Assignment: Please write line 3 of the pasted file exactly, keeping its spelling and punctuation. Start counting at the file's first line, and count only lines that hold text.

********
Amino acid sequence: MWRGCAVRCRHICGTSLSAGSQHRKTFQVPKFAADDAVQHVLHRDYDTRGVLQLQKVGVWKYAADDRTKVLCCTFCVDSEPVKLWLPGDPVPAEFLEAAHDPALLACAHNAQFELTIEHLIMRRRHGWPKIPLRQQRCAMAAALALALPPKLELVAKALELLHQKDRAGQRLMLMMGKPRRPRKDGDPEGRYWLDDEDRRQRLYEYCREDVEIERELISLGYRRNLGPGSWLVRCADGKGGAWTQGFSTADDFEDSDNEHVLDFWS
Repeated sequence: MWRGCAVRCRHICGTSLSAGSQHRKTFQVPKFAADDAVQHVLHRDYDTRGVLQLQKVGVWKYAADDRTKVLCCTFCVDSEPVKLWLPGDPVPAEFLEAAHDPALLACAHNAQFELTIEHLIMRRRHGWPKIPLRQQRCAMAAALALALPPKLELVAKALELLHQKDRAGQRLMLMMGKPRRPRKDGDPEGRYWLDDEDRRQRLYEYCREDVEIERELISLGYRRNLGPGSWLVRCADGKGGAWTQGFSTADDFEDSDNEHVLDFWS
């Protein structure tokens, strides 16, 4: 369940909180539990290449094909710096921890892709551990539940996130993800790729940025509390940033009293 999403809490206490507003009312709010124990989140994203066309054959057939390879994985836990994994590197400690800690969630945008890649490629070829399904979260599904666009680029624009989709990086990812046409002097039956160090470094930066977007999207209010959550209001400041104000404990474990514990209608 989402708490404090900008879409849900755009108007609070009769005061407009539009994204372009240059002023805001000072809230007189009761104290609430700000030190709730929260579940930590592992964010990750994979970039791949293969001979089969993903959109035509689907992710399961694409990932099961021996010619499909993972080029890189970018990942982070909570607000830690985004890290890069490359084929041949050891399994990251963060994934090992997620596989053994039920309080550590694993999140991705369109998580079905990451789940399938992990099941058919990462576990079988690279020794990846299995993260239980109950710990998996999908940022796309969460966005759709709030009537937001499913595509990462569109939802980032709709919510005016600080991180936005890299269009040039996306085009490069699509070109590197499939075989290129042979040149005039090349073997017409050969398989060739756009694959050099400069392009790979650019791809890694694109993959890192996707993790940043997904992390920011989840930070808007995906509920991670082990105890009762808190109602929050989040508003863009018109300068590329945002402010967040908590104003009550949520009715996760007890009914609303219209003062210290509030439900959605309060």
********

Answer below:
């Protein structure tokens, strides 16, 4: 369940909180539990290449094909710096921890892709551990539940996130993800790729940025509390940033009293 999403809490206490507003009312709010124990989140994203066309054959057939390879994985836990994994590197400690800690969630945008890649490629070829399904979260599904666009680029624009989709990086990812046409002097039956160090470094930066977007999207209010959550209001400041104000404990474990514990209608 989402708490404090900008879409849900755009108007609070009769005061407009539009994204372009240059002023805001000072809230007189009761104290609430700000030190709730929260579940930590592992964010990750994979970039791949293969001979089969993903959109035509689907992710399961694409990932099961021996010619499909993972080029890189970018990942982070909570607000830690985004890290890069490359084929041949050891399994990251963060994934090992997620596989053994039920309080550590694993999140991705369109998580079905990451789940399938992990099941058919990462576990079988690279020794990846299995993260239980109950710990998996999908940022796309969460966005759709709030009537937001499913595509990462569109939802980032709709919510005016600080991180936005890299269009040039996306085009490069699509070109590197499939075989290129042979040149005039090349073997017409050969398989060739756009694959050099400069392009790979650019791809890694694109993959890192996707993790940043997904992390920011989840930070808007995906509920991670082990105890009762808190109602929050989040508003863009018109300068590329945002402010967040908590104003009550949520009715996760007890009914609303219209003062210290509030439900959605309060």